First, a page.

Posted: 8/27/20 | August 27th, 2020
Since international travel on pause, people have turned to exploring their own backyards. From the U.S. to Canada to England, Europe, and New Zealand, people are getting in cars, campervans, and RVs and heading out on road trips. After all, it allows you to social distance while still getting outside!
Today, I’ve invited my friends Mike and Anne from HoneyTrek to share their RV tips and advice. They’re full-time RVers and will help you get your next RV adventure started easily and on a budget!
A couple of years back, the van life craze had everyone curious about rubber-tramping across North America. Maybe you thought, nah, I prefer my city apartment or jet-setting abroad.
Then COVID-19 hit. All of a sudden, getting out of Dodge with a house on wheels started to sound really good, didn’t it?
There is no doubt that RVing is one of the easiest and safest ways to travel right now. No crowded planes or questionable hotel rooms required — an RV gives you the freedom to explore and the peace of mind of having your own space.
Over the course of our eight-year “HoneyTrek” we’ve tried virtually every style of travel — backpacking, house-sitting, small-ship cruising, backcountry camping, five-star honeymooning, etc. — but the day we rented a campervan in New Zealand, we knew this was our preferred mode of travel.
For the past three years, we’ve been traveling full-time in our 1985 Toyota Sunrader “Buddy the Camper,” from the Baja Peninsula to the Arctic Circle and 47 states in between.
We’ve learned a lot along the way and are excited to share what we think are the most important things to know before setting out on your RV journey.
Here’s a video we just filmed which covers all the basics (or read the post below):
How to Pick the Right Size RV
For maximum adventure and comfort, we’d recommend a camper around 21 feet long. We know those big RVs tricked out like a penthouse apartment look tempting, but remember that every foot in length costs mobility. A shorter rig allows you to:
- Access rugged terrain
- Fit in a normal parking space, even parallel park
- Avoid length restrictions on some of America’s most beautiful winding roads and ferry rides
- Get better gas mileage (Most rigs get 6–10 MPG. Ours gets 19.)
- Have less stuff to break, which means more time exploring and having fun!
And, while even shorter 16- to 19-foot-long campervans do have the ultimate mobility, there are a few things you should know before you fall for that adorable Westfalia or stealthy Sprinter.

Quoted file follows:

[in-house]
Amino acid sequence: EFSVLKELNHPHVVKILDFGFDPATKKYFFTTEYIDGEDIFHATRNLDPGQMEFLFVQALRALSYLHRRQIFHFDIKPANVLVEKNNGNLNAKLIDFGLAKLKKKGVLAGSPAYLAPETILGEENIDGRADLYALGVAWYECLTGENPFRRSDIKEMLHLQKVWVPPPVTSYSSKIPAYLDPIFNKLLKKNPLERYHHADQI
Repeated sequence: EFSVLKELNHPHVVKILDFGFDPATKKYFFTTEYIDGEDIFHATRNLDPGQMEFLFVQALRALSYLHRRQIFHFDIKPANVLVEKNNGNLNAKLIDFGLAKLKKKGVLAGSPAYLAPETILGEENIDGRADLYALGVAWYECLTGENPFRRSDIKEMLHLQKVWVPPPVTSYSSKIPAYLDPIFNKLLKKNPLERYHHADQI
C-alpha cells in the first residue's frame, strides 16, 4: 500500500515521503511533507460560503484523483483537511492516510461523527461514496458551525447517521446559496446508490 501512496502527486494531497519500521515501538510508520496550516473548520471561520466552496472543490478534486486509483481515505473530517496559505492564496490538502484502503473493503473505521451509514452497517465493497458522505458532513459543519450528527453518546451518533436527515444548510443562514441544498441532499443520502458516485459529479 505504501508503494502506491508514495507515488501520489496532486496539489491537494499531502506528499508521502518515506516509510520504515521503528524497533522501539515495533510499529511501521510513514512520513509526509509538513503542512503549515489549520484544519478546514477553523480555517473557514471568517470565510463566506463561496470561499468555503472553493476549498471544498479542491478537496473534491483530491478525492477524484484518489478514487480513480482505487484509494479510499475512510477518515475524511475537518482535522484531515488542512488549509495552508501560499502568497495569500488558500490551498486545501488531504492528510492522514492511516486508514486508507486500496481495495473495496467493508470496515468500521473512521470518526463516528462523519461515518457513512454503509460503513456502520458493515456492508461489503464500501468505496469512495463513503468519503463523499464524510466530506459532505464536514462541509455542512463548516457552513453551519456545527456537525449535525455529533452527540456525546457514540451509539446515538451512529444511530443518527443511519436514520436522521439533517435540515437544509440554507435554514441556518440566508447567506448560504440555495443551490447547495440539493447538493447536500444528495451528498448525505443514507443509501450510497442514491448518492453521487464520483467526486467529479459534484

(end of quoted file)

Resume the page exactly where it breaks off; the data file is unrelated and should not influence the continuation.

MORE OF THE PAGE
First, life ain’t so pretty without your own indoor shower and bathroom. And, while we respect the vanlifers who make do with public restrooms, bucket toilets, and catholes (digging a hole outside when you need to go to the bathroom), let us tell you the virtues of having a flushing loo: privacy, cleanliness, and autonomy.
We can be in a city center or a protected conservation area and conveniently and responsibly stay the night. In these unprecedented times, it’s more important than ever to be self-sufficient and not rely on shared facilities.
Besides a bathroom, a 19- to 22-foot long RV is big enough to also give you a proper bed and ample storage while still being small enough to explore with wild abandon.
How to Get Power (A.K.A. the Virtues of Solar)
RVs and campers have a house battery to run the lights, water pump, fans, and power electronics. Here are the various way to keep it charged:
- Drive a few hours per day
- Pay to plug in at a campground
- Run a generator
- Have solar panels
Your average road trip will likely give you enough charge from driving, but if you really need power, an RV park is never far away. If you are looking to slow-cruise the wilderness and lower your environmental impact, solar panels are a must. The simplest and most affordable option ($70–150 USD) is to get a portable panel and use it whenever you’re stopped in order to charge up the house battery of your RV. This obviously isn’t as convenient or powerful as an integrated system, but it should be enough to keep your phone and laptop charged.
If you are in this for the long haul, though, you’re going to want to install a solar system. We bought 300 watts of flexible monocrystalline solar panels, installed them to the roof, and wired them all together with a charge controller, lead-acid battery, and power inverter in about 20 hours — all for $1,200 USD.
If you want the best efficiency and lifespan, spring for a lithium-ion deep cycle battery, like the Relion RB100. If a DIY electrical project sounds too scary, you can have it professionally installed for $1,000–2,000 USD. We know that’s is a chunk of change, but investing in solar has allowed us to spend the last three years without having to ever pay for electricity, worry about running out of power, or generating any greenhouse gases.